After last year’s fuel and housing crisis in the Northern Ontario community of Attawapiskat and this year’s barely averted disaster in neighbouring Kashechewan, the only thing people seem able to agree on is that such dire circumstances shouldn’t exist in a country as rich and prosperous as Canada.
The two first nation communities, located near James Bay, have taken turns awakening the country to the cold fact that many of Canada’s remote communities face major challenges when it comes to simply staying warm.
Just last week in Kashechewan, the sacred diesel fuel that makes it possible to withstand the Far North’s devastatingly cold winters came agonizingly close to running out, forcing local authorities to consider closing two schools, the health clinic and other public institutions, and to take the major step of declaring a state of emergency.
Fortunately, the federal authorities stepped in at the last minute to ensure that funds were available for emergency fuel deliveries by air, the only way to reach the community until the ice road season begins. And now begins the regrettably brief aftermath in which we wring our hands and ask how a community could come so perilously close to running out of fuel in the energy superpower that is Canada.
What we continuously fail to realize is that the problem is not the scarcity of the fossil fuels on which these communities depend, but the very fact that they’re dependent on them in the first place, particularly when many of them are surrounded by a viable, sustainable and patently renewable source of high-quality fuel: wood.
Yes, wood. The same fuel that sustained first nation communities for centuries and that now heats the homes, businesses and institutions of millions of fossil-fuel-poor Europeans could be the foundation of a strategy to help remote Canadian communities finally become energy independent and move further down the road toward overall self-sufficiency.
After all, any Canadian community not currently served by natural gas, and there are many, could see significant savings by switching from more expensive fossil fuels such as oil or propane to heating systems run by wood chips or pellets, and some have already made the switch.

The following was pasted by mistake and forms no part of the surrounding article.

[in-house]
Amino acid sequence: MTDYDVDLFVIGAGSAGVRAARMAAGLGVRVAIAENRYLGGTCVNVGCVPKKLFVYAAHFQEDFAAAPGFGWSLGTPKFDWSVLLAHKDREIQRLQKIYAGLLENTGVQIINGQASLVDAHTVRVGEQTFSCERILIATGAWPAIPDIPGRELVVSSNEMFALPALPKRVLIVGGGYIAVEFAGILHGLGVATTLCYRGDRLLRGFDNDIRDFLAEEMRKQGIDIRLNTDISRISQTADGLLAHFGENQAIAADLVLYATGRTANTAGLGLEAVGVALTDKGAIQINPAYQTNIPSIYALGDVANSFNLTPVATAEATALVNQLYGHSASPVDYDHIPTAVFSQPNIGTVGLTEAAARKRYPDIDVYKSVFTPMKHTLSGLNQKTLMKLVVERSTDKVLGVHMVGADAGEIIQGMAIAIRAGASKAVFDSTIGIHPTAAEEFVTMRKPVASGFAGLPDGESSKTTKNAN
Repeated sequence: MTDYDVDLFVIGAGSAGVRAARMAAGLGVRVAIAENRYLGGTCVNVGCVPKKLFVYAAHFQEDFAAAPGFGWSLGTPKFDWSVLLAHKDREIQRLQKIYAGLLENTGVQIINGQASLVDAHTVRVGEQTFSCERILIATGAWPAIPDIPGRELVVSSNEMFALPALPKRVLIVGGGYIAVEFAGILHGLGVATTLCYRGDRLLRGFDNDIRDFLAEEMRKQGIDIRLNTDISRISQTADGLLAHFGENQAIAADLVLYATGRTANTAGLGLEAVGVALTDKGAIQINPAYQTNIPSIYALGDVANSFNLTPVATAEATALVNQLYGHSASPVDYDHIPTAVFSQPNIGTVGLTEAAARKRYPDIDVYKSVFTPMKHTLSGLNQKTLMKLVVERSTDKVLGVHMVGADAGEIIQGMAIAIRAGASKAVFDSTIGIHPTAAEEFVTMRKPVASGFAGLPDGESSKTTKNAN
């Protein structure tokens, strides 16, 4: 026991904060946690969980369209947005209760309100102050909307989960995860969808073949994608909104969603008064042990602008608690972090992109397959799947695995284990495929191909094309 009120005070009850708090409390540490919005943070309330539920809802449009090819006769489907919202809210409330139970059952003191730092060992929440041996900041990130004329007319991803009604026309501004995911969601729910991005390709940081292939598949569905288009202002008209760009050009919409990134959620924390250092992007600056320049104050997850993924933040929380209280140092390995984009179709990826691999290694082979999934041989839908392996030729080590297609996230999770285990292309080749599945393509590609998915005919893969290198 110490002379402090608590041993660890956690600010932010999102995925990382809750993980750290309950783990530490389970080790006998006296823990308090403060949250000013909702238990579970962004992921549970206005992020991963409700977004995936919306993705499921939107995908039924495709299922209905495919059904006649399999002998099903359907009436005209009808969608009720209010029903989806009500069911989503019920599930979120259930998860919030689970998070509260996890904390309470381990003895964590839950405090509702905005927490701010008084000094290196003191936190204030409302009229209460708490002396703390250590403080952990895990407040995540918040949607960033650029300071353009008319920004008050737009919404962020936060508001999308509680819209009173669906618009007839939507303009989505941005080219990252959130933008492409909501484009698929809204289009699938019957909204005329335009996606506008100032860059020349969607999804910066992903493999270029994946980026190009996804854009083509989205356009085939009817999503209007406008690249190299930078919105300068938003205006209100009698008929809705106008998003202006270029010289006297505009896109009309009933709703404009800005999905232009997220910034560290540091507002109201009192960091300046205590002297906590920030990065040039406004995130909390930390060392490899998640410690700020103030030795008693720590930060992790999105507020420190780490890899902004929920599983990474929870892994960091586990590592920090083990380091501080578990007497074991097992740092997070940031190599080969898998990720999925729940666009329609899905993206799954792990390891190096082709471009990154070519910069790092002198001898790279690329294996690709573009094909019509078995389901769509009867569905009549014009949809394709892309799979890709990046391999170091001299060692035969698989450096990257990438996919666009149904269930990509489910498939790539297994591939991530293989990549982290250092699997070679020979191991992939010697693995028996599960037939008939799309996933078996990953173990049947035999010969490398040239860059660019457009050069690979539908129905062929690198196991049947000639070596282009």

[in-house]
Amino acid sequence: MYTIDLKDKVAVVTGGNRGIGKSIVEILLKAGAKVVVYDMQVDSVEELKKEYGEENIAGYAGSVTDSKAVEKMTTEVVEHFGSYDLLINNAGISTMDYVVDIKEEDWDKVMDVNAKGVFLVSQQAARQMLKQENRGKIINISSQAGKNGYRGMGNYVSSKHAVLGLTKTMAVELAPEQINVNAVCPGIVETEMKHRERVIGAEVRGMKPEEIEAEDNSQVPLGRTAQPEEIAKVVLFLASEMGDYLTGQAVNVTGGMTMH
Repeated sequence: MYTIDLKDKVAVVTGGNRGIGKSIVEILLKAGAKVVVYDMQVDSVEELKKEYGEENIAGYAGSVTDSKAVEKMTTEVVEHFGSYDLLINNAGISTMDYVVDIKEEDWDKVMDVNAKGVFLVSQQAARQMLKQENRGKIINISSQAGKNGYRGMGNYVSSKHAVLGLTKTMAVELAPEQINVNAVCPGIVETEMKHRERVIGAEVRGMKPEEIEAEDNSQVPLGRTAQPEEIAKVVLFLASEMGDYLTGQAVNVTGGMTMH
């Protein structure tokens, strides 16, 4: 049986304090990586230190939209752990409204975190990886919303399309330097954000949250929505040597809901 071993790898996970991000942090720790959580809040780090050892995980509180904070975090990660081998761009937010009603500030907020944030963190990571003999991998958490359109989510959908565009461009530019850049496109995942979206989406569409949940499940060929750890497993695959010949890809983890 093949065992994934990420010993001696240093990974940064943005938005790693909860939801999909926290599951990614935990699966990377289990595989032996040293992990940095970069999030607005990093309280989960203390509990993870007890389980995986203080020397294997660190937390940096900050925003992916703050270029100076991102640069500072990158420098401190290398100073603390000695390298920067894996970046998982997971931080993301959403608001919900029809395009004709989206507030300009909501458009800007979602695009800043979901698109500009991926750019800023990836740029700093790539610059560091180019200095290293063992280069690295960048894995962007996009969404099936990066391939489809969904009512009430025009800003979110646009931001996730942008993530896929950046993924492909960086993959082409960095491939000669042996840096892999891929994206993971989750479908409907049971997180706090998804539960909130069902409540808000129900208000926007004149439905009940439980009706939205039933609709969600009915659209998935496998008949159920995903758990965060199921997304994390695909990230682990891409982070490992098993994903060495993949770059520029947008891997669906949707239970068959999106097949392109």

A wood chip or pellet system in a community such as Kashechewan would cut the cost of space heating by at least 50 per cent and as much as 85 per cent, a cost that’s in large part incurred by the Canadian taxpayer. More important, perhaps, is that, with wood, there’s potential to keep a lot of the money spent on fuel in the community, creating jobs in fuel supply and maintenance.
The Northwest Territories is already full steam ahead with a strategy to meet their heating needs with wood instead of fossil fuels, having converted many government and institutional buildings in Yellowknife and in more remote communities such as Behchoko. Most of Europe has long since realized the benefits of using an abundant local resource to meet a basic need.
A particularly instructive example is the Alaskan community of Delta Junction, where the Delta/Greely School District switched from heating oil to locally sourced wood chips. That move will save the school district $288,000 a year (based on 2012 heating oil prices), a fortune in a community of fewer than 1,000 people.
Challenges will certainly arise when Canada’s northern communities eventually transition from expensive and dirty fossil fuels to sustainably sourced biomass; they always do when a new way of doing things replaces an established way, as woefully ineffective as it may be. But the payoff will be huge for the communities that make the switch. It isn’t just a matter of saving money but of once again allowing remote communities to meet their own basic needs in a dignified way.
Bioenergy is one thing we should be able to agree on when it comes to the plight of Canada’s remote communities. With a firm commitment from our national and provincial leaders and a willingness to work closely with people who live in the North on ways to give them back control of their communities, we could put the ugliness of what happened last week in Kashechewan behind us instead of sitting around helplessly waiting for the next crisis.
Noam Sugarman works for the Canadian Bioenergy Association as a project manager and executive assistant. He is based in North Bay, Ont.